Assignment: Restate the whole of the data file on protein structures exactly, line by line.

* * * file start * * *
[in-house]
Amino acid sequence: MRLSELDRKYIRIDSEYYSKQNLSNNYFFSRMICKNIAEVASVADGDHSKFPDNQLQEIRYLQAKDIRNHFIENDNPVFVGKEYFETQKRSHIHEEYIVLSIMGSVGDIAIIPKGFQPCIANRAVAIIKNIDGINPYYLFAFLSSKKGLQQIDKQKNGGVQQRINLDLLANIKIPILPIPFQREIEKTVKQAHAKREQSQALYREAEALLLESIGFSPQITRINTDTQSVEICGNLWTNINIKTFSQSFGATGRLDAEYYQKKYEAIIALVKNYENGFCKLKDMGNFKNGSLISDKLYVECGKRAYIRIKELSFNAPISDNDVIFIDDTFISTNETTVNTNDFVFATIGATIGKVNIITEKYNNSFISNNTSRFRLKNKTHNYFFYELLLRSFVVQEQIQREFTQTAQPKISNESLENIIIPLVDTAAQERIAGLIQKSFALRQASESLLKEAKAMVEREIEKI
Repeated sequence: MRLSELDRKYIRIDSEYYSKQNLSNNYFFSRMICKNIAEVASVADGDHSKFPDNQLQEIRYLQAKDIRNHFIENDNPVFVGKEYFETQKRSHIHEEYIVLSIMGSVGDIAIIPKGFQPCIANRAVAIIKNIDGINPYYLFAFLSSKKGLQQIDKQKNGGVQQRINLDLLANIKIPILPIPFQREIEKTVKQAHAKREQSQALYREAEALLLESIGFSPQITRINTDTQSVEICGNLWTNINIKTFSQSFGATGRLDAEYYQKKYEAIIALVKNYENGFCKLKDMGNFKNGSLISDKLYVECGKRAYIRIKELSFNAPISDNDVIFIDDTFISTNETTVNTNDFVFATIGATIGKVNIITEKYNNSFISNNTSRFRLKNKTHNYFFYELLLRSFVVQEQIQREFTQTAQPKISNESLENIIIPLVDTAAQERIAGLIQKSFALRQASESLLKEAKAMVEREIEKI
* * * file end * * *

[in-house]
Amino acid sequence: MRLSELDRKYIRIDSEYYSKQNLSNNYFFSRMICKNIAEVASVADGDHSKFPDNQLQEIRYLQAKDIRNHFIENDNPVFVGKEYFETQKRSHIHEEYIVLSIMGSVGDIAIIPKGFQPCIANRAVAIIKNIDGINPYYLFAFLSSKKGLQQIDKQKNGGVQQRINLDLLANIKIPILPIPFQREIEKTVKQAHAKREQSQALYREAEALLLESIGFSPQITRINTDTQSVEICGNLWTNINIKTFSQSFGATGRLDAEYYQKKYEAIIALVKNYENGFCKLKDMGNFKNGSLISDKLYVECGKRAYIRIKELSFNAPISDNDVIFIDDTFISTNETTVNTNDFVFATIGATIGKVNIITEKYNNSFISNNTSRFRLKNKTHNYFFYELLLRSFVVQEQIQREFTQTAQPKISNESLENIIIPLVDTAAQERIAGLIQKSFALRQASESLLKEAKAMVEREIEKI
Repeated sequence: MRLSELDRKYIRIDSEYYSKQNLSNNYFFSRMICKNIAEVASVADGDHSKFPDNQLQEIRYLQAKDIRNHFIENDNPVFVGKEYFETQKRSHIHEEYIVLSIMGSVGDIAIIPKGFQPCIANRAVAIIKNIDGINPYYLFAFLSSKKGLQQIDKQKNGGVQQRINLDLLANIKIPILPIPFQREIEKTVKQAHAKREQSQALYREAEALLLESIGFSPQITRINTDTQSVEICGNLWTNINIKTFSQSFGATGRLDAEYYQKKYEAIIALVKNYENGFCKLKDMGNFKNGSLISDKLYVECGKRAYIRIKELSFNAPISDNDVIFIDDTFISTNETTVNTNDFVFATIGATIGKVNIITEKYNNSFISNNTSRFRLKNKTHNYFFYELLLRSFVVQEQIQREFTQTAQPKISNESLENIIIPLVDTAAQERIAGLIQKSFALRQASESLLKEAKAMVEREIEKI